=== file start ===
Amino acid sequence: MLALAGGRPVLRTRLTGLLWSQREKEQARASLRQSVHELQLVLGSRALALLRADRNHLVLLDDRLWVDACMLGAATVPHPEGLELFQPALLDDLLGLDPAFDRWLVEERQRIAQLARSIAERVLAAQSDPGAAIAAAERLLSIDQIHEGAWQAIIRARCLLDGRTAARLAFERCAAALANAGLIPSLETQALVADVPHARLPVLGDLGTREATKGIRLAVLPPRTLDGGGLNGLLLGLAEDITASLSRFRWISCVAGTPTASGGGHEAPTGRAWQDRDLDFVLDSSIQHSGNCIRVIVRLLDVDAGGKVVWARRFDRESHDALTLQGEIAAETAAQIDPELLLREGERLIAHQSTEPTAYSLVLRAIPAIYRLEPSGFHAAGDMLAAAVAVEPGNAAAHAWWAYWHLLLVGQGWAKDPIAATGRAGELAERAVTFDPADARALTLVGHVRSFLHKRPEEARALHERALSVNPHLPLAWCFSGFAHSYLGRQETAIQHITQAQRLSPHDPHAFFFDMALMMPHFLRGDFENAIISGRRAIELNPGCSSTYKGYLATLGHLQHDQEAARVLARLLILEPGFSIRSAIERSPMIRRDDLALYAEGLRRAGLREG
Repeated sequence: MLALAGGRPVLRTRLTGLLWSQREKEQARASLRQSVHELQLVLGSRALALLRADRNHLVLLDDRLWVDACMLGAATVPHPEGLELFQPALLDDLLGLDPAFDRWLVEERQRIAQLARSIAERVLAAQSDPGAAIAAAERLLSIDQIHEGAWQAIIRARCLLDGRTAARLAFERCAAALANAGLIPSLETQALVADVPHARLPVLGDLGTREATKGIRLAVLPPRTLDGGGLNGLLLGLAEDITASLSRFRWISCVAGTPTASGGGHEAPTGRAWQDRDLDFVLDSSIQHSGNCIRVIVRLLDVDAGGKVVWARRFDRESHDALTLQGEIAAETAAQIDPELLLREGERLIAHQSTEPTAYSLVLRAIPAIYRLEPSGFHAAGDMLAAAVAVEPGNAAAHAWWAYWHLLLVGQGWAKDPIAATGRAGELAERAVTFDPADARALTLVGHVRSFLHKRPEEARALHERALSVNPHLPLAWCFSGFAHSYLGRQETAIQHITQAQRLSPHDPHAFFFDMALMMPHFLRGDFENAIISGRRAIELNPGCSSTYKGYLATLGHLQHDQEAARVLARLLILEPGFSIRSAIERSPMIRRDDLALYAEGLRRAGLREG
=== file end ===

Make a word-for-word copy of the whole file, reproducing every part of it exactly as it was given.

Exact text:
Amino acid sequence: MLALAGGRPVLRTRLTGLLWSQREKEQARASLRQSVHELQLVLGSRALALLRADRNHLVLLDDRLWVDACMLGAATVPHPEGLELFQPALLDDLLGLDPAFDRWLVEERQRIAQLARSIAERVLAAQSDPGAAIAAAERLLSIDQIHEGAWQAIIRARCLLDGRTAARLAFERCAAALANAGLIPSLETQALVADVPHARLPVLGDLGTREATKGIRLAVLPPRTLDGGGLNGLLLGLAEDITASLSRFRWISCVAGTPTASGGGHEAPTGRAWQDRDLDFVLDSSIQHSGNCIRVIVRLLDVDAGGKVVWARRFDRESHDALTLQGEIAAETAAQIDPELLLREGERLIAHQSTEPTAYSLVLRAIPAIYRLEPSGFHAAGDMLAAAVAVEPGNAAAHAWWAYWHLLLVGQGWAKDPIAATGRAGELAERAVTFDPADARALTLVGHVRSFLHKRPEEARALHERALSVNPHLPLAWCFSGFAHSYLGRQETAIQHITQAQRLSPHDPHAFFFDMALMMPHFLRGDFENAIISGRRAIELNPGCSSTYKGYLATLGHLQHDQEAARVLARLLILEPGFSIRSAIERSPMIRRDDLALYAEGLRRAGLREG
Repeated sequence: MLALAGGRPVLRTRLTGLLWSQREKEQARASLRQSVHELQLVLGSRALALLRADRNHLVLLDDRLWVDACMLGAATVPHPEGLELFQPALLDDLLGLDPAFDRWLVEERQRIAQLARSIAERVLAAQSDPGAAIAAAERLLSIDQIHEGAWQAIIRARCLLDGRTAARLAFERCAAALANAGLIPSLETQALVADVPHARLPVLGDLGTREATKGIRLAVLPPRTLDGGGLNGLLLGLAEDITASLSRFRWISCVAGTPTASGGGHEAPTGRAWQDRDLDFVLDSSIQHSGNCIRVIVRLLDVDAGGKVVWARRFDRESHDALTLQGEIAAETAAQIDPELLLREGERLIAHQSTEPTAYSLVLRAIPAIYRLEPSGFHAAGDMLAAAVAVEPGNAAAHAWWAYWHLLLVGQGWAKDPIAATGRAGELAERAVTFDPADARALTLVGHVRSFLHKRPEEARALHERALSVNPHLPLAWCFSGFAHSYLGRQETAIQHITQAQRLSPHDPHAFFFDMALMMPHFLRGDFENAIISGRRAIELNPGCSSTYKGYLATLGHLQHDQEAARVLARLLILEPGFSIRSAIERSPMIRRDDLALYAEGLRRAGLREG